January is the month of Fitness New Year’s Resolution and despite gyms being closed in most countries, the number of people jumping on the exercise and weight-loss train is higher than it has ever been.
Most people that are afraid of going to the gym have been converted to home-training over the pandemic (most of you Lifehack readers might even have purchased my Busy Yet Fit Home Workouts video course) and now—hungry for quicker results—are stocking up with dumbbells and barbells to add some juice to their home-workouts.
Adding beginner-friendly weight lifting exercises to a simple bodyweight routine is the next logical step to stimulate muscle growth, burn more calories, and increase overall strength.
The other side of the coin is that poorly executed exercises with weights can lead to serious injuries, and some exercises might not be very effective, ending up wasting your time doing something that doesn’t really bring you any benefits at all.
For the above-mentioned reasons, I’ll share with you my 5 favorite and most effective weight lifting exercises that every beginner should master before jumping into complicated routines.
Note: Nothing compares to having a trainer screening your movements. Most times, when I enroll a new client in my programs, I have to spend a lot of time addressing dangerous movement patterns or stiff and achy joints. If you are worried about your posture or have lower back, shoulder, or neck pain, please don’t try to lift heavy weights without guidance.
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Weight Training Basics You Need to Know
Here are a few basic “gym jargon” you should familiarise yourself with if you want to lift weights.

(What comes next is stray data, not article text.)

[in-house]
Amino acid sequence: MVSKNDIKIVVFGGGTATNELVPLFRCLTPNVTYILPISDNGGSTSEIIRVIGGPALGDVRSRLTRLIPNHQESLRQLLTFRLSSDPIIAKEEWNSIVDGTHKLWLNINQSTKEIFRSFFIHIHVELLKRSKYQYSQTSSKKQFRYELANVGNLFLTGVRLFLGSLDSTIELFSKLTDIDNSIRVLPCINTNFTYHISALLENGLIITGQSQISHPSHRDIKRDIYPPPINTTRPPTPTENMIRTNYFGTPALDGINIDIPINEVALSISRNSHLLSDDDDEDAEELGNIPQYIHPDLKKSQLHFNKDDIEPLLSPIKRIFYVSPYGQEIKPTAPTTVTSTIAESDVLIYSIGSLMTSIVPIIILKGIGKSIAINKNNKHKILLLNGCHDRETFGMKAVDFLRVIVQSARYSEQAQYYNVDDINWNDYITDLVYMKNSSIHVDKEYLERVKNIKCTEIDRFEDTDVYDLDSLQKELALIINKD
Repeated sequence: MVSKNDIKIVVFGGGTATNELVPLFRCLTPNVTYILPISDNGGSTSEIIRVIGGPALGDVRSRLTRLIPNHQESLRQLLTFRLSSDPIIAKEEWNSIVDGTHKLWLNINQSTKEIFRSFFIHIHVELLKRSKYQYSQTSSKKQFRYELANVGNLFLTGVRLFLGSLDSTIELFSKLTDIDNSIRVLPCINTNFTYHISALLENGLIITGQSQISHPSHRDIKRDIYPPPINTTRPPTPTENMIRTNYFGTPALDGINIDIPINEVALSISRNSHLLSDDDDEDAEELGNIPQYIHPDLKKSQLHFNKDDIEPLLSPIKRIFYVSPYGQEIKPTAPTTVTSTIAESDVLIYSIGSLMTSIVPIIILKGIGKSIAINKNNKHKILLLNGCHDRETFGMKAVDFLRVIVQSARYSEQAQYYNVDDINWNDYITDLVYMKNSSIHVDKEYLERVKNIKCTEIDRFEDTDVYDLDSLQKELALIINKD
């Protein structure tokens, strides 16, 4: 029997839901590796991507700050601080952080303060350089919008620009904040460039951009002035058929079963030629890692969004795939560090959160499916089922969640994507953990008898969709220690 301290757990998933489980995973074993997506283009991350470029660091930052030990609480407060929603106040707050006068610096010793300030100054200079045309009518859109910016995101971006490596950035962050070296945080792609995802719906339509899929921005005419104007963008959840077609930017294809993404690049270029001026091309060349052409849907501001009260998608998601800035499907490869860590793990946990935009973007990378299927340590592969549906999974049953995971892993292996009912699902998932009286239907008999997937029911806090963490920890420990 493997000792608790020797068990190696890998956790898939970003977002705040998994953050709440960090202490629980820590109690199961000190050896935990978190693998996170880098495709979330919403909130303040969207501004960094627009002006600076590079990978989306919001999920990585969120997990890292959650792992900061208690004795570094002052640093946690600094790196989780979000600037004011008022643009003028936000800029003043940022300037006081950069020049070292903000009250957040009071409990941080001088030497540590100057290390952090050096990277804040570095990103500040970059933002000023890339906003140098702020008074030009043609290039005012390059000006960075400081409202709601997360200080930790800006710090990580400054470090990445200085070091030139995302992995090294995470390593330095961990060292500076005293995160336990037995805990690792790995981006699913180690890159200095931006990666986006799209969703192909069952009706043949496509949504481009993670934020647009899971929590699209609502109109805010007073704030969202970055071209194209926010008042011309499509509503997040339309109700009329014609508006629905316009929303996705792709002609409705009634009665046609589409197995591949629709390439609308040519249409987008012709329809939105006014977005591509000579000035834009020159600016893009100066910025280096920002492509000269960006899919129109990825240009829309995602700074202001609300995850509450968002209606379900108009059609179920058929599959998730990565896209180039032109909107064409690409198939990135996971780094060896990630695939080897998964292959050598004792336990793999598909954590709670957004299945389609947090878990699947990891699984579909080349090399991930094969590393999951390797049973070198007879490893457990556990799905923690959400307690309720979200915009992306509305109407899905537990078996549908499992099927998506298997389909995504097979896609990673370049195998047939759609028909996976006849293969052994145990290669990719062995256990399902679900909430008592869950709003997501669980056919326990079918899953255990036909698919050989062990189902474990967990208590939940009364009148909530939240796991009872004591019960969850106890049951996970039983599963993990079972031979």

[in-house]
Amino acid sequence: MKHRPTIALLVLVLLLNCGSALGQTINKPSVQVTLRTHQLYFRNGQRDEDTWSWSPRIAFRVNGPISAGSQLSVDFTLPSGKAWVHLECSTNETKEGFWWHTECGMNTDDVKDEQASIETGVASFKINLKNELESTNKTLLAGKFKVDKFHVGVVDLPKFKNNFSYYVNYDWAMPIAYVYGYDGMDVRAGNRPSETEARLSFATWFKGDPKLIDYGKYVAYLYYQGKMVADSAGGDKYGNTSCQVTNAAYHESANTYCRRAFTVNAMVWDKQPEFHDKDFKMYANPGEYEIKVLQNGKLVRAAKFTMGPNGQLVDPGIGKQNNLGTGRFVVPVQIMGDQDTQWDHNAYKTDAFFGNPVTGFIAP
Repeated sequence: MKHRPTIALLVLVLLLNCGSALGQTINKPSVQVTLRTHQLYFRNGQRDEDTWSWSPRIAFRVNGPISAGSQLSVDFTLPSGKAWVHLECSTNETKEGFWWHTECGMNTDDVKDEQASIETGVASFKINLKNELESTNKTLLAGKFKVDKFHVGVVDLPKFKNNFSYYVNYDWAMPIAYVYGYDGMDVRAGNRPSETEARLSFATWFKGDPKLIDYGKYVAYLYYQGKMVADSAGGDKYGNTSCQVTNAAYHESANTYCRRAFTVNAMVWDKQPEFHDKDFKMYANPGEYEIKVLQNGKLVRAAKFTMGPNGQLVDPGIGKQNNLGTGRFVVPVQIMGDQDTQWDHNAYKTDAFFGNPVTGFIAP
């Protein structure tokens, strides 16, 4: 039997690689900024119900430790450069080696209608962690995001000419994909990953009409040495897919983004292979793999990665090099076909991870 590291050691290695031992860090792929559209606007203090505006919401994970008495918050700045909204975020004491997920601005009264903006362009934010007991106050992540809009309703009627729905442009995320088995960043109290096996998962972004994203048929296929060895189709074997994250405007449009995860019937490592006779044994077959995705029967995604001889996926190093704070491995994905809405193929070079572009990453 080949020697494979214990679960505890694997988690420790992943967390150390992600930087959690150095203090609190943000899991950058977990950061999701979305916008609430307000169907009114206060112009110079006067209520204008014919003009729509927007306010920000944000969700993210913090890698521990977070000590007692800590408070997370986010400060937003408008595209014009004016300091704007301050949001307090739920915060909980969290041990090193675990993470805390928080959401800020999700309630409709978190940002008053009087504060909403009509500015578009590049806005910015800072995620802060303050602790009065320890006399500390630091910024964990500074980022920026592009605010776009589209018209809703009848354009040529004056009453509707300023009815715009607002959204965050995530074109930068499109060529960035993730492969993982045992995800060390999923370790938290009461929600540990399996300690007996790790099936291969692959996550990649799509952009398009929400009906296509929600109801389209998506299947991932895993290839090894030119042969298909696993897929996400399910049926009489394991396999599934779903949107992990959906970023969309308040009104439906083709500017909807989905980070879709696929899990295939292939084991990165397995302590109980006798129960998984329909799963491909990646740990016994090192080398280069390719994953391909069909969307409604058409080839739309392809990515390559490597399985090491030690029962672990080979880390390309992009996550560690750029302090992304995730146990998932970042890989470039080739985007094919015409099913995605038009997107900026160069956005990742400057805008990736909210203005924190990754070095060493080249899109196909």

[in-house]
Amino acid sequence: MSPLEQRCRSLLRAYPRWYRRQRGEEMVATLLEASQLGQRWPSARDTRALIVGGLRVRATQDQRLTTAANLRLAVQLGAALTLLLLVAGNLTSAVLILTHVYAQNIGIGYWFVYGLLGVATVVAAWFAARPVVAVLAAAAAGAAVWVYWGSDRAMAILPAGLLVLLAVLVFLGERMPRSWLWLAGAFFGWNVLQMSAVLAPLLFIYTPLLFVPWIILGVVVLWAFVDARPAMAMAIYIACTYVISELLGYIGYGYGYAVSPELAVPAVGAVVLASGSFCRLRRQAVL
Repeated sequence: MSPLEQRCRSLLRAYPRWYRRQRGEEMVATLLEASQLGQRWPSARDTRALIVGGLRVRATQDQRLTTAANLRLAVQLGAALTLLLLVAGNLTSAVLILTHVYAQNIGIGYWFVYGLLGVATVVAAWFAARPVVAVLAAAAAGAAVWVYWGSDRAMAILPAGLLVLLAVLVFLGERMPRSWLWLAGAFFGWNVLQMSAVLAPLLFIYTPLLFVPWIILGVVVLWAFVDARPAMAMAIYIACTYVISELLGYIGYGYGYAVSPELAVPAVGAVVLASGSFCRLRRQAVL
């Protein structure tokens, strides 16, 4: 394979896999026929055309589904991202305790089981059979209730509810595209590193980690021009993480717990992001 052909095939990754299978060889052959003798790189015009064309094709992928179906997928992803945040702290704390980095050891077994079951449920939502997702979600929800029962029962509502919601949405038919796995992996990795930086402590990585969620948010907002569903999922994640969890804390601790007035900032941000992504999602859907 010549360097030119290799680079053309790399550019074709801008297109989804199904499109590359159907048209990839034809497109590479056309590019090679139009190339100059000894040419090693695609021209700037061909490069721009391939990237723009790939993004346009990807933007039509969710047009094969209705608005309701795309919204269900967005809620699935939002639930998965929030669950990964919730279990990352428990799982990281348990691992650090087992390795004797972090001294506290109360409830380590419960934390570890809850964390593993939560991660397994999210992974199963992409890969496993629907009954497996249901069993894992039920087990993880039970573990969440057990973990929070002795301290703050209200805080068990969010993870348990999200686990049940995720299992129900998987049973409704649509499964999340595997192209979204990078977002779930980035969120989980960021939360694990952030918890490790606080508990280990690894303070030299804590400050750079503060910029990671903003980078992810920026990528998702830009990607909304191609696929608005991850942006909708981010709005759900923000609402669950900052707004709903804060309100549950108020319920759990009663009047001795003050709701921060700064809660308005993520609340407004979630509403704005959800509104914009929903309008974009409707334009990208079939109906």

One lift of weights or completion of an exercise movement is called “repetition” or “rep” for short. A series of repetitions is called a “set of reps” or a “set” for short.
A common exercise recommendation for beginners is to do three sets of ten repetitions of an exercise, often written as 3×10—for example, three sets of ten squats.
When starting, try one or two repetitions with a low weight to get the feel of the procedure. Then, try up to 10 repetitions consecutively (one set).
Try lighter or heavier weights for comfort with useful intensity. If you can only do less than eight reps, then you may be lifting too heavy a weight. If you can do more than 12 reps without too much effort, say 20, you may need to weight up a little, although some programs for strength endurance use this many reps. This applies to all exercises described.
You should rest between sets so that your body replenishes its energy system for the next round. Time taken between sets can be as short as 60 seconds or as long as five minutes depending on the intensity and weight. One to two minutes is usually adequate rest time for a ten rep set of moderate to low intensity.